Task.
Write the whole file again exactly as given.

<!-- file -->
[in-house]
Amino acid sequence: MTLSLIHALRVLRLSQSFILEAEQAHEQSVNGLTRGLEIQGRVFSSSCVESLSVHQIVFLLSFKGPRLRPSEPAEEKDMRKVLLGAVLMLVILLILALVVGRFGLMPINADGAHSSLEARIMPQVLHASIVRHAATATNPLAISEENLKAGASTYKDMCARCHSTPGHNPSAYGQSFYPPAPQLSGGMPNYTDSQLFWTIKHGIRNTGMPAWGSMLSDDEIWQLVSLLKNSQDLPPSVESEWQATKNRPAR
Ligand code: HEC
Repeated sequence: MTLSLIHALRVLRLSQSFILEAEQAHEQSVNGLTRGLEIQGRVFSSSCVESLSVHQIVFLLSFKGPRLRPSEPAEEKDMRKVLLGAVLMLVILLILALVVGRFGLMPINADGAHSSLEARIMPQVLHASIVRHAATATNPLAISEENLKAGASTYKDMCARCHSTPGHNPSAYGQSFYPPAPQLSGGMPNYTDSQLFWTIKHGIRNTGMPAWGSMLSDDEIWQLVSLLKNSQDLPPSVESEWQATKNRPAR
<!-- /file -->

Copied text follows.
[in-house]
Amino acid sequence: MTLSLIHALRVLRLSQSFILEAEQAHEQSVNGLTRGLEIQGRVFSSSCVESLSVHQIVFLLSFKGPRLRPSEPAEEKDMRKVLLGAVLMLVILLILALVVGRFGLMPINADGAHSSLEARIMPQVLHASIVRHAATATNPLAISEENLKAGASTYKDMCARCHSTPGHNPSAYGQSFYPPAPQLSGGMPNYTDSQLFWTIKHGIRNTGMPAWGSMLSDDEIWQLVSLLKNSQDLPPSVESEWQATKNRPAR
Ligand code: HEC
Repeated sequence: MTLSLIHALRVLRLSQSFILEAEQAHEQSVNGLTRGLEIQGRVFSSSCVESLSVHQIVFLLSFKGPRLRPSEPAEEKDMRKVLLGAVLMLVILLILALVVGRFGLMPINADGAHSSLEARIMPQVLHASIVRHAATATNPLAISEENLKAGASTYKDMCARCHSTPGHNPSAYGQSFYPPAPQLSGGMPNYTDSQLFWTIKHGIRNTGMPAWGSMLSDDEIWQLVSLLKNSQDLPPSVESEWQATKNRPAR